1. Non-Cohesive Company Identity
Step one to creating a great company culture is defining its identity. A strong culture will reflect your organization’s mission statement. This helps guide values and practices, and gives purpose to the culture. Purpose is what drives people. If your organization’s cultural identity is inconsistent or unclear, employees won’t recognize that any culture exists at all and the values and practices you wish to inspire will simply fall short.
2. Lackluster Leadership
Culture isn’t a forced endeavor. It must be cultivated and the leaders within your organization are an integral part of that process. Knowingly or not, founders and executive teams set the social and ethical tone of a company’s culture.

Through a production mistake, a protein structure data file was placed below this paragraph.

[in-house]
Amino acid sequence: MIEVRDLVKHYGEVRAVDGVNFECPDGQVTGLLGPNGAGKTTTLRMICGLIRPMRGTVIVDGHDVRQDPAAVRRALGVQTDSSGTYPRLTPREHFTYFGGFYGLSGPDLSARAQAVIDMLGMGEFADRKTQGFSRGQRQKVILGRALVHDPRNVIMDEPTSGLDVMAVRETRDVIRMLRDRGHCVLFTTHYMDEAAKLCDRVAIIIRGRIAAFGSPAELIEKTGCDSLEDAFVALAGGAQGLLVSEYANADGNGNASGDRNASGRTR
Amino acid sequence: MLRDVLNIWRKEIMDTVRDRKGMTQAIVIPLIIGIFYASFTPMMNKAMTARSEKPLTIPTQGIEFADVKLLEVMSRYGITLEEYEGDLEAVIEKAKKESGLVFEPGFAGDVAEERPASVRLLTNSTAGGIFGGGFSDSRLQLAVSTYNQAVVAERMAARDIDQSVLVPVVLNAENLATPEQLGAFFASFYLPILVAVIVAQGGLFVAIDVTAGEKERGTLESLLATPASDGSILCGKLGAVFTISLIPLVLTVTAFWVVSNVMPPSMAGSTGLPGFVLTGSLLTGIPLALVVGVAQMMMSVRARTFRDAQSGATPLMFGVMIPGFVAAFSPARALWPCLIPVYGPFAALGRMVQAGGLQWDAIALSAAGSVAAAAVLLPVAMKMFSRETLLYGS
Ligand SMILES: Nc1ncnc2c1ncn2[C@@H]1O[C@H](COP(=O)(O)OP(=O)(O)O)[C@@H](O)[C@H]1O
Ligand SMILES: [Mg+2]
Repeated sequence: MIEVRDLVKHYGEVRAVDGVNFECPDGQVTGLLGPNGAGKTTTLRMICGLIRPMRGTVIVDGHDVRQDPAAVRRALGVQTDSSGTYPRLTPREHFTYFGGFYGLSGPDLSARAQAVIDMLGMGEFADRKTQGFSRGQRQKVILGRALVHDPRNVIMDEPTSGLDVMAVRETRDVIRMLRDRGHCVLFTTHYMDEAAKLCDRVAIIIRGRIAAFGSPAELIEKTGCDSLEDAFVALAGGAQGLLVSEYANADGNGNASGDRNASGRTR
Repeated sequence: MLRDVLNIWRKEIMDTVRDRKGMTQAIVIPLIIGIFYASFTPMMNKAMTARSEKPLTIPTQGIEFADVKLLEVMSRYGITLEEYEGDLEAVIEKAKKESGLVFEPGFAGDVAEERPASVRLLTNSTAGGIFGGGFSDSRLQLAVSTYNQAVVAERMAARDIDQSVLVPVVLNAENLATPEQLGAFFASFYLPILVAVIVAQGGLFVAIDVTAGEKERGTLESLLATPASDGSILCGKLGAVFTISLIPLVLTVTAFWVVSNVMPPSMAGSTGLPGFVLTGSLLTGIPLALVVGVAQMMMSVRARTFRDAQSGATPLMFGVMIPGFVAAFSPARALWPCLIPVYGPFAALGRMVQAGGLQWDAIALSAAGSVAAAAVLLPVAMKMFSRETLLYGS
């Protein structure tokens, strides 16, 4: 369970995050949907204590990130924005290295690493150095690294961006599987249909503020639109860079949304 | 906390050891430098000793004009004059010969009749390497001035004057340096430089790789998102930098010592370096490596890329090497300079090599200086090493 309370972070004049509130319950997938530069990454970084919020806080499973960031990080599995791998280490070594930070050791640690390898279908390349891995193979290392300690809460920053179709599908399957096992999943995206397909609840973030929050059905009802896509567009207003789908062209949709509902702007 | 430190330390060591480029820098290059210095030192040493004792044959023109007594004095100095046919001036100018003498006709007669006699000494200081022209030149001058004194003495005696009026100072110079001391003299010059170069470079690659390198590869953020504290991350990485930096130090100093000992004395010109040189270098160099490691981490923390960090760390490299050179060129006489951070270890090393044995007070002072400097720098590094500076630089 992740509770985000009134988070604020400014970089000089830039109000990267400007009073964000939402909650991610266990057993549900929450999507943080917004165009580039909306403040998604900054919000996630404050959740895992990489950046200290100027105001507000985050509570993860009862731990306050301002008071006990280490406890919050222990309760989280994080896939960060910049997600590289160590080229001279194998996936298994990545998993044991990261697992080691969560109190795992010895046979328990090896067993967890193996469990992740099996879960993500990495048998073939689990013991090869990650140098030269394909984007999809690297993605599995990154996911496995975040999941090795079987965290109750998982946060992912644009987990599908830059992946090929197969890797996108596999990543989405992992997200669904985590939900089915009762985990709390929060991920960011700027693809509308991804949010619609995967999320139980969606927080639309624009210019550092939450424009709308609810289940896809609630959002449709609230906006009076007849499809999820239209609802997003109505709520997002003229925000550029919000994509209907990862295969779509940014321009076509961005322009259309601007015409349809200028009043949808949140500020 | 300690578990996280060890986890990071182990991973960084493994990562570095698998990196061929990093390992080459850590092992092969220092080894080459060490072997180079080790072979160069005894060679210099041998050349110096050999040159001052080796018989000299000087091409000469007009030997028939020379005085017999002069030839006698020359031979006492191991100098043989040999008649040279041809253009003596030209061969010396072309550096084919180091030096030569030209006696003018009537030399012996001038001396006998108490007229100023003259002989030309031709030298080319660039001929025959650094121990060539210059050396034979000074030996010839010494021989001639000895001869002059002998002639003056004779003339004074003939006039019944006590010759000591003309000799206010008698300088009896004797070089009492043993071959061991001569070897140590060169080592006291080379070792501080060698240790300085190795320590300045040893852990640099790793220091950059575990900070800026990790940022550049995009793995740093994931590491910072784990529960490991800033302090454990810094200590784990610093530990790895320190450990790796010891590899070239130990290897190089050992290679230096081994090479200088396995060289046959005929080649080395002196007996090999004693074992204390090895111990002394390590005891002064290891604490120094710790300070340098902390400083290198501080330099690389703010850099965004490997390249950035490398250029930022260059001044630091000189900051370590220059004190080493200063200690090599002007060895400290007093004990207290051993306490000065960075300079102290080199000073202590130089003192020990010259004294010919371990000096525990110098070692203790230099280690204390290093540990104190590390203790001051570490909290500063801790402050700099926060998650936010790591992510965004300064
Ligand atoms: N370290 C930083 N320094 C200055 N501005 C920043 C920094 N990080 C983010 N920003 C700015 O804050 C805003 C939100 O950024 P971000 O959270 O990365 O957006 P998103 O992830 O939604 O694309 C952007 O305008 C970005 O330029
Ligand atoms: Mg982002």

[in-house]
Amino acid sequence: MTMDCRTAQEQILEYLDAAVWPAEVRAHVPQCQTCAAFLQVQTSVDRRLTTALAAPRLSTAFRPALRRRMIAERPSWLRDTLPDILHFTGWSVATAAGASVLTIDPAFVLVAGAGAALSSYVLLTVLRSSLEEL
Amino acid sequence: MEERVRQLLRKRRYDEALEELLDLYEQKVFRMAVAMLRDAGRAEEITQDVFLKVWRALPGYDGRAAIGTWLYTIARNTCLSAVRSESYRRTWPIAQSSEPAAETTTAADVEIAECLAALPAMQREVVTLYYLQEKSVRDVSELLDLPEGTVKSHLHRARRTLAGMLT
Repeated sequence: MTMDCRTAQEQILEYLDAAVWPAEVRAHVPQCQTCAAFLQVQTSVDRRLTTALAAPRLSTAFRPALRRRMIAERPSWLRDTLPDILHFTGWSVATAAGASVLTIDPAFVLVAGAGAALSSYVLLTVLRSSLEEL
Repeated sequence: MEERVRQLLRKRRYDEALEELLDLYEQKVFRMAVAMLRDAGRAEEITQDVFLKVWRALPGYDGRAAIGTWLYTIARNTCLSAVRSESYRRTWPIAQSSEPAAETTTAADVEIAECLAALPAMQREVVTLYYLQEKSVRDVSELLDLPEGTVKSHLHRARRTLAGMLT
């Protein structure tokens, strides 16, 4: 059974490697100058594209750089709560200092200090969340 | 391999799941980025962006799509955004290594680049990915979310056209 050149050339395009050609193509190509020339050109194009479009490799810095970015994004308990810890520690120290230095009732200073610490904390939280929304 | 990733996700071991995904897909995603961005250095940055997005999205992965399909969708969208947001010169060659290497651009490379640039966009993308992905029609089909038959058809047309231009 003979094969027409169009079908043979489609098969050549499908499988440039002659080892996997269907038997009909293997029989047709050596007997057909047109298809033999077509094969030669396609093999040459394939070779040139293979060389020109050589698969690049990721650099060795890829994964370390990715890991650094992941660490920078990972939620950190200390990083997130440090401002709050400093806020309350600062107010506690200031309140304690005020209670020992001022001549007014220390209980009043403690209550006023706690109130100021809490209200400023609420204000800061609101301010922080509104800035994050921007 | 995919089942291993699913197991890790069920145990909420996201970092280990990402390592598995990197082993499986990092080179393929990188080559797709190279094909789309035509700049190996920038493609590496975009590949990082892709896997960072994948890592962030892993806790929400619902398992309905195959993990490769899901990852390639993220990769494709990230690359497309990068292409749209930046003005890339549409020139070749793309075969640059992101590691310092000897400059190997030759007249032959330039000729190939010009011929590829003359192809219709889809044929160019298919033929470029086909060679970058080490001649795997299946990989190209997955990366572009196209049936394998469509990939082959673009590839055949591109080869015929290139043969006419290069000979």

Ask yourself: How do leaders within your company interact with employees? What messages are they sending through conversations, body language and actions? If the answers don’t align with the type of company culture you envision—you’ve got a foundational problem.
3. Poor Communication
Email and instant messaging is great for making quick points, and most employees prefer having access to various channels for conversation. But if these text-based modes of contact largely replace more personal communications—your culture will lack soul.
Creating a culture requires bonding between employees and managers that cannot take place only online. Email and instant message neglects body language, facial expressions and the feeling of presence, which are critical components to building relationships.
4. Outdated Traditional Thinking